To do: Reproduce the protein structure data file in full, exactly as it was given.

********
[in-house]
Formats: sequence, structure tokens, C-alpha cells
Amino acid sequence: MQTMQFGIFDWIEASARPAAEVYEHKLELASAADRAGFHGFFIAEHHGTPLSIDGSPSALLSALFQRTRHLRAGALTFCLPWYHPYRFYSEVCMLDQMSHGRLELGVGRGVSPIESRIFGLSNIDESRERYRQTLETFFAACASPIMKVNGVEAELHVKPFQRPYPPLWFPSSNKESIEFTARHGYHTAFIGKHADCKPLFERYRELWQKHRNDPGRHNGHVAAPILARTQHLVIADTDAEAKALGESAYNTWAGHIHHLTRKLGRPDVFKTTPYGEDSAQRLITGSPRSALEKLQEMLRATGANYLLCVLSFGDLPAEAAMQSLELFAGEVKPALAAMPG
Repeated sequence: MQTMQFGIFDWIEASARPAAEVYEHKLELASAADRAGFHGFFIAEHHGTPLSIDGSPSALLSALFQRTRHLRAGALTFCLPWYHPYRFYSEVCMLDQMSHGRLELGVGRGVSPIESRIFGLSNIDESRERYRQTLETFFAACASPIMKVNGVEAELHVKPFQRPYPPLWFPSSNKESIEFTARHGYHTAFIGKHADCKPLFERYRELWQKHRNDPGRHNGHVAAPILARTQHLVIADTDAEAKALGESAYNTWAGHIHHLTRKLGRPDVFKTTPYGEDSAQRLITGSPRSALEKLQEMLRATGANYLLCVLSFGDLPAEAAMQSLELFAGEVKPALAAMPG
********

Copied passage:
[in-house]
Formats: sequence, structure tokens, C-alpha cells
Amino acid sequence: MQTMQFGIFDWIEASARPAAEVYEHKLELASAADRAGFHGFFIAEHHGTPLSIDGSPSALLSALFQRTRHLRAGALTFCLPWYHPYRFYSEVCMLDQMSHGRLELGVGRGVSPIESRIFGLSNIDESRERYRQTLETFFAACASPIMKVNGVEAELHVKPFQRPYPPLWFPSSNKESIEFTARHGYHTAFIGKHADCKPLFERYRELWQKHRNDPGRHNGHVAAPILARTQHLVIADTDAEAKALGESAYNTWAGHIHHLTRKLGRPDVFKTTPYGEDSAQRLITGSPRSALEKLQEMLRATGANYLLCVLSFGDLPAEAAMQSLELFAGEVKPALAAMPG
Repeated sequence: MQTMQFGIFDWIEASARPAAEVYEHKLELASAADRAGFHGFFIAEHHGTPLSIDGSPSALLSALFQRTRHLRAGALTFCLPWYHPYRFYSEVCMLDQMSHGRLELGVGRGVSPIESRIFGLSNIDESRERYRQTLETFFAACASPIMKVNGVEAELHVKPFQRPYPPLWFPSSNKESIEFTARHGYHTAFIGKHADCKPLFERYRELWQKHRNDPGRHNGHVAAPILARTQHLVIADTDAEAKALGESAYNTWAGHIHHLTRKLGRPDVFKTTPYGEDSAQRLITGSPRSALEKLQEMLRATGANYLLCVLSFGDLPAEAAMQSLELFAGEVKPALAAMPG